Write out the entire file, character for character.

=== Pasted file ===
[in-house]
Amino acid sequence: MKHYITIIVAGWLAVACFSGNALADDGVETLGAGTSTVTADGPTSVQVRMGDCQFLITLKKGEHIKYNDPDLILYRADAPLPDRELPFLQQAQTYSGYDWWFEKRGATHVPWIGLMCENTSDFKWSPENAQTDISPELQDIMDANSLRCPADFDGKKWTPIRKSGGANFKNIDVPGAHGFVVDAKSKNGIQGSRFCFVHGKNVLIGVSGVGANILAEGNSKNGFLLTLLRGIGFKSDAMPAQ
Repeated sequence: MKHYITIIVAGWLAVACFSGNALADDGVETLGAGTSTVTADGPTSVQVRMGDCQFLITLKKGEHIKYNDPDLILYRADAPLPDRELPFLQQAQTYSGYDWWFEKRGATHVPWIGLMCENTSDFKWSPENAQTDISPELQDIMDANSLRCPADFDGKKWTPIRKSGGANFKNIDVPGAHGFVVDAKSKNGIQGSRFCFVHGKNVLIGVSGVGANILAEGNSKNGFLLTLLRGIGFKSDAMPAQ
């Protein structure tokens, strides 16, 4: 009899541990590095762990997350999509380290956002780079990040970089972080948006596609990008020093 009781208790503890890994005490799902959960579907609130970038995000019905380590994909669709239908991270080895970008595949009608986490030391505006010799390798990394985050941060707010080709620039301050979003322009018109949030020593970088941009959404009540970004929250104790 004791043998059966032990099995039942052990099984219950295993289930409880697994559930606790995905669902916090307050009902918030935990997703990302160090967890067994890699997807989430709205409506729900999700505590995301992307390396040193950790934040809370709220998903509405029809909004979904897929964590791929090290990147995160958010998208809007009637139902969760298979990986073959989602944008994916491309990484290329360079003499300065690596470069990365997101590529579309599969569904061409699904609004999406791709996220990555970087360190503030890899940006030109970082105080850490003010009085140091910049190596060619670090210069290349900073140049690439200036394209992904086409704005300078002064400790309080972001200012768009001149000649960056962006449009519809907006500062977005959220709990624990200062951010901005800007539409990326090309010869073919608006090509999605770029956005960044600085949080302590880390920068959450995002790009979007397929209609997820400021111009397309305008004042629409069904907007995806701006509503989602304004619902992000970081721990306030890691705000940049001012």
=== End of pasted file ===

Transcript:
[in-house]
Amino acid sequence: MKHYITIIVAGWLAVACFSGNALADDGVETLGAGTSTVTADGPTSVQVRMGDCQFLITLKKGEHIKYNDPDLILYRADAPLPDRELPFLQQAQTYSGYDWWFEKRGATHVPWIGLMCENTSDFKWSPENAQTDISPELQDIMDANSLRCPADFDGKKWTPIRKSGGANFKNIDVPGAHGFVVDAKSKNGIQGSRFCFVHGKNVLIGVSGVGANILAEGNSKNGFLLTLLRGIGFKSDAMPAQ
Repeated sequence: MKHYITIIVAGWLAVACFSGNALADDGVETLGAGTSTVTADGPTSVQVRMGDCQFLITLKKGEHIKYNDPDLILYRADAPLPDRELPFLQQAQTYSGYDWWFEKRGATHVPWIGLMCENTSDFKWSPENAQTDISPELQDIMDANSLRCPADFDGKKWTPIRKSGGANFKNIDVPGAHGFVVDAKSKNGIQGSRFCFVHGKNVLIGVSGVGANILAEGNSKNGFLLTLLRGIGFKSDAMPAQ
């Protein structure tokens, strides 16, 4: 009899541990590095762990997350999509380290956002780079990040970089972080948006596609990008020093 009781208790503890890994005490799902959960579907609130970038995000019905380590994909669709239908991270080895970008595949009608986490030391505006010799390798990394985050941060707010080709620039301050979003322009018109949030020593970088941009959404009540970004929250104790 004791043998059966032990099995039942052990099984219950295993289930409880697994559930606790995905669902916090307050009902918030935990997703990302160090967890067994890699997807989430709205409506729900999700505590995301992307390396040193950790934040809370709220998903509405029809909004979904897929964590791929090290990147995160958010998208809007009637139902969760298979990986073959989602944008994916491309990484290329360079003499300065690596470069990365997101590529579309599969569904061409699904609004999406791709996220990555970087360190503030890899940006030109970082105080850490003010009085140091910049190596060619670090210069290349900073140049690439200036394209992904086409704005300078002064400790309080972001200012768009001149000649960056962006449009519809907006500062977005959220709990624990200062951010901005800007539409990326090309010869073919608006090509999605770029956005960044600085949080302590880390920068959450995002790009979007397929209609997820400021111009397309305008004042629409069904907007995806701006509503989602304004619902992000970081721990306030890691705000940049001012």